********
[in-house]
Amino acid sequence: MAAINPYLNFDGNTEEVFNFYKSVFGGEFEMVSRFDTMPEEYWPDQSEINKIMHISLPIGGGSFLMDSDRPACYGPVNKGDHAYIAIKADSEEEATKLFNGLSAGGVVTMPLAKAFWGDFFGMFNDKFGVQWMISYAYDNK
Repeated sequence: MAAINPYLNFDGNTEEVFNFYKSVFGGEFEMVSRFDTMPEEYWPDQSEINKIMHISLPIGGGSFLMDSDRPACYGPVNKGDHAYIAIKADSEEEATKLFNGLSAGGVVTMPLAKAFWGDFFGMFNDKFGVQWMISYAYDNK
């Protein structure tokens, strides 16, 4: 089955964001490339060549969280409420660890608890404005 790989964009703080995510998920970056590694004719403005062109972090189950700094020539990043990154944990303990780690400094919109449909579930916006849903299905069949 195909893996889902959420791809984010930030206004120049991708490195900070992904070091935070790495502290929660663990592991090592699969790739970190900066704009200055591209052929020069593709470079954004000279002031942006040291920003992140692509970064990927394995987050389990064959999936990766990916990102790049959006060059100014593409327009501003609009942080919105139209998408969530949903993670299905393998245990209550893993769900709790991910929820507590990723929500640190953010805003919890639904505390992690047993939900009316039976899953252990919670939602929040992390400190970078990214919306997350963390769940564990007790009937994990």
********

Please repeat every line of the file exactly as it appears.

[in-house]
Amino acid sequence: MAAINPYLNFDGNTEEVFNFYKSVFGGEFEMVSRFDTMPEEYWPDQSEINKIMHISLPIGGGSFLMDSDRPACYGPVNKGDHAYIAIKADSEEEATKLFNGLSAGGVVTMPLAKAFWGDFFGMFNDKFGVQWMISYAYDNK
Repeated sequence: MAAINPYLNFDGNTEEVFNFYKSVFGGEFEMVSRFDTMPEEYWPDQSEINKIMHISLPIGGGSFLMDSDRPACYGPVNKGDHAYIAIKADSEEEATKLFNGLSAGGVVTMPLAKAFWGDFFGMFNDKFGVQWMISYAYDNK
């Protein structure tokens, strides 16, 4: 089955964001490339060549969280409420660890608890404005 790989964009703080995510998920970056590694004719403005062109972090189950700094020539990043990154944990303990780690400094919109449909579930916006849903299905069949 195909893996889902959420791809984010930030206004120049991708490195900070992904070091935070790495502290929660663990592991090592699969790739970190900066704009200055591209052929020069593709470079954004000279002031942006040291920003992140692509970064990927394995987050389990064959999936990766990916990102790049959006060059100014593409327009501003609009942080919105139209998408969530949903993670299905393998245990209550893993769900709790991910929820507590990723929500640190953010805003919890639904505390992690047993939900009316039976899953252990919670939602929040992390400190970078990214919306997350963390769940564990007790009937994990």